Construction on President Donald Trump’s main campaign promise finally started this week: the “big, beautiful” border wall.
At 20 miles long, the segment being built at the Santa Teresa border entry point is a good start. But Trump has repeatedly said he wants the wall to cover 1,000 miles of the 2,000-mile U.S.-Mexico border.
The new segment of wall will be 18 to 30 feet high — depending on the height of the terrain — and will include a 5-foot-high metal plate along the top, with several feet of concrete below the surface, according to U.S. Customs and Border Protection (CBP). The project is estimated to cost $73.7 million and be completed in 390 days.
"This part of Santa Teresa station area of operations is our busiest area of illegal alien apprehensions, and it has been for several years. It's also a prime corridor for the smuggling of narcotics,” El Paso Sector Chief Aaron Hull said at the construction commencement.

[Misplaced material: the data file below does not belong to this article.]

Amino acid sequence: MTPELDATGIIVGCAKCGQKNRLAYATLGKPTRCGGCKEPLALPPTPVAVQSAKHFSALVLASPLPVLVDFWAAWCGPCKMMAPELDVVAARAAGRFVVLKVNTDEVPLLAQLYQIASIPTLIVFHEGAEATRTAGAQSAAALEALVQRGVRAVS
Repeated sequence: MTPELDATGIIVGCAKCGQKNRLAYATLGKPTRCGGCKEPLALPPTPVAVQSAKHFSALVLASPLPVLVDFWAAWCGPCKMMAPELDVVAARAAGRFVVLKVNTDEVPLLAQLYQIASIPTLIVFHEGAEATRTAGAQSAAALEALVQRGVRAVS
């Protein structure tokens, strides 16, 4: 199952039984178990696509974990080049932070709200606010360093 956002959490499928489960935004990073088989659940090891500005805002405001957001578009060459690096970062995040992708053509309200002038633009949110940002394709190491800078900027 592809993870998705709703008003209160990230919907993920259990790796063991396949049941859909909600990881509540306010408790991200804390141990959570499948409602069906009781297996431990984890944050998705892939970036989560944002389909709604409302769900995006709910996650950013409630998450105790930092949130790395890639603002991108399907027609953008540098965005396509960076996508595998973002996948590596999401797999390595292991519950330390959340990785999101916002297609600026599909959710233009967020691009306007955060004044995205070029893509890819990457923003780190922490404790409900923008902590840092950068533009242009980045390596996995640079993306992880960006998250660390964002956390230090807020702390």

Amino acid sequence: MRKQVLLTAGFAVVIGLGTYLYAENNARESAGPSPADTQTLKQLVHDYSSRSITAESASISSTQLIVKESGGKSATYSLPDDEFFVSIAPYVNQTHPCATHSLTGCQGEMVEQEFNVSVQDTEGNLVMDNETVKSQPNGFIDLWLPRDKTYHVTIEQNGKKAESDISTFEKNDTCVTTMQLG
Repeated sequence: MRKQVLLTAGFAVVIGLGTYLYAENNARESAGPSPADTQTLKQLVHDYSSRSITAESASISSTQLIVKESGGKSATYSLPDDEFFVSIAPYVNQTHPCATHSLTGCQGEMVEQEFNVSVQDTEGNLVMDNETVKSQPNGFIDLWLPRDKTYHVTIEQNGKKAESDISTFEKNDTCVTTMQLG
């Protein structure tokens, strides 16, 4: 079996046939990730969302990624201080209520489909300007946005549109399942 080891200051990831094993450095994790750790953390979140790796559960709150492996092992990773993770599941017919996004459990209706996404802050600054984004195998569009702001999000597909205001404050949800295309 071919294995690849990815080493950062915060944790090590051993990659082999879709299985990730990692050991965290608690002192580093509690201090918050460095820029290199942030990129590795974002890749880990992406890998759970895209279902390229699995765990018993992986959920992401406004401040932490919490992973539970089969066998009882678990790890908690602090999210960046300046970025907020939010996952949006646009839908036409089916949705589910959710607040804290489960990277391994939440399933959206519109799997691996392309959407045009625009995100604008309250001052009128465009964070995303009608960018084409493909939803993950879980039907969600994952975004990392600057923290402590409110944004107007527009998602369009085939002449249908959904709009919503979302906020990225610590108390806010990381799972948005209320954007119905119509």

The El Paso sector, which includes a 268-mile stretch of the southern border, saw 25,193 undocumented immigrant arrests and the seizure of 34,189 pounds of marijuana and 140 pounds of cocaine in 2017, according to the CBP.
Although construction has already started on Trump's pet project, it’s still being challenged in courts. Environmental groups had already sued in Santa Teresa, claiming that the Trump administration illegally waived environmental laws to build the segment there.
On Monday, the Center for Biological Diversity filed an appeal for the same reasons in San Diego. California’s Attorney General Xavier Becerra also appealed on Monday and argued the administration’s waivers amount to executive overreach.